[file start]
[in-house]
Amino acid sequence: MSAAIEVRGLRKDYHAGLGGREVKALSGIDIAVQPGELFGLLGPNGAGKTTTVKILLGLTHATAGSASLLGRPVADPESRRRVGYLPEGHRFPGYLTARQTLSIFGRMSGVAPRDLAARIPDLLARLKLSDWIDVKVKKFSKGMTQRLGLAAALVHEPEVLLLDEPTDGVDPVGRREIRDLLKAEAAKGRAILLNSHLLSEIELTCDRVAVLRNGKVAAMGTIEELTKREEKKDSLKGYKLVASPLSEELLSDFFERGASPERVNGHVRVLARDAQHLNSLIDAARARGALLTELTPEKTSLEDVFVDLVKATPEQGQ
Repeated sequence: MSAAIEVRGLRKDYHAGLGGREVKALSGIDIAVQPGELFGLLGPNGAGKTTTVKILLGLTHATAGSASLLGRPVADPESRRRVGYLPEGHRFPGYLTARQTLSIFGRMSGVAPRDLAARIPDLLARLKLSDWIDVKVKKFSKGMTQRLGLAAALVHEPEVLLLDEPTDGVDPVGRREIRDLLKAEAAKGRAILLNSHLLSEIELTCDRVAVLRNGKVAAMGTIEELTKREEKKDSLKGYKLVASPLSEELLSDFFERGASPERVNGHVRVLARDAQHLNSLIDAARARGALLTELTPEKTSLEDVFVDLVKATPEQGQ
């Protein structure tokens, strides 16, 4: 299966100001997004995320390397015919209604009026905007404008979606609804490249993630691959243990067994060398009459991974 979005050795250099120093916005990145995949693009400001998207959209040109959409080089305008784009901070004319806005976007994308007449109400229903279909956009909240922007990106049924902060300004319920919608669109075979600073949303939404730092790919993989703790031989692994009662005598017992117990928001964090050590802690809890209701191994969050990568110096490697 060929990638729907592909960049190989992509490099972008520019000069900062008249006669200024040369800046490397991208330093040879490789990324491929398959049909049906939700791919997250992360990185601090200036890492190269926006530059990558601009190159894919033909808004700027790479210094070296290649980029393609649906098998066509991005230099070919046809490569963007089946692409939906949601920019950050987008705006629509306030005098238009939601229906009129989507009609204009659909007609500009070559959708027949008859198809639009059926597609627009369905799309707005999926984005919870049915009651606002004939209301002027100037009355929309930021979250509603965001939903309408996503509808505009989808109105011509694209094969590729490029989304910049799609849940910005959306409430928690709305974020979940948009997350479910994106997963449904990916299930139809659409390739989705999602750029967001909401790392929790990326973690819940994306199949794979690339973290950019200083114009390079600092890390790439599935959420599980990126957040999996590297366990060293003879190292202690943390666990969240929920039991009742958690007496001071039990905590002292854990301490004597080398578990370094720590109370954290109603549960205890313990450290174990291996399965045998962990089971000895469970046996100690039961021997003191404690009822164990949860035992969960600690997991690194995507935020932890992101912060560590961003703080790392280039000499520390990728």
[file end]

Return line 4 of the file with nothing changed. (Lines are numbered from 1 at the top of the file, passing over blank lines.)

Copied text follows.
């Protein structure tokens, strides 16, 4: 299966100001997004995320390397015919209604009026905007404008979606609804490249993630691959243990067994060398009459991974 979005050795250099120093916005990145995949693009400001998207959209040109959409080089305008784009901070004319806005976007994308007449109400229903279909956009909240922007990106049924902060300004319920919608669109075979600073949303939404730092790919993989703790031989692994009662005598017992117990928001964090050590802690809890209701191994969050990568110096490697 060929990638729907592909960049190989992509490099972008520019000069900062008249006669200024040369800046490397991208330093040879490789990324491929398959049909049906939700791919997250992360990185601090200036890492190269926006530059990558601009190159894919033909808004700027790479210094070296290649980029393609649906098998066509991005230099070919046809490569963007089946692409939906949601920019950050987008705006629509306030005098238009939601229906009129989507009609204009659909007609500009070559959708027949008859198809639009059926597609627009369905799309707005999926984005919870049915009651606002004939209301002027100037009355929309930021979250509603965001939903309408996503509808505009989808109105011509694209094969590729490029989304910049799609849940910005959306409430928690709305974020979940948009997350479910994106997963449904990916299930139809659409390739989705999602750029967001909401790392929790990326973690819940994306199949794979690339973290950019200083114009390079600092890390790439599935959420599980990126957040999996590297366990060293003879190292202690943390666990969240929920039991009742958690007496001071039990905590002292854990301490004597080398578990370094720590109370954290109603549960205890313990450290174990291996399965045998962990089971000895469970046996100690039961021997003191404690009822164990949860035992969960600690997991690194995507935020932890992101912060560590961003703080790392280039000499520390990728």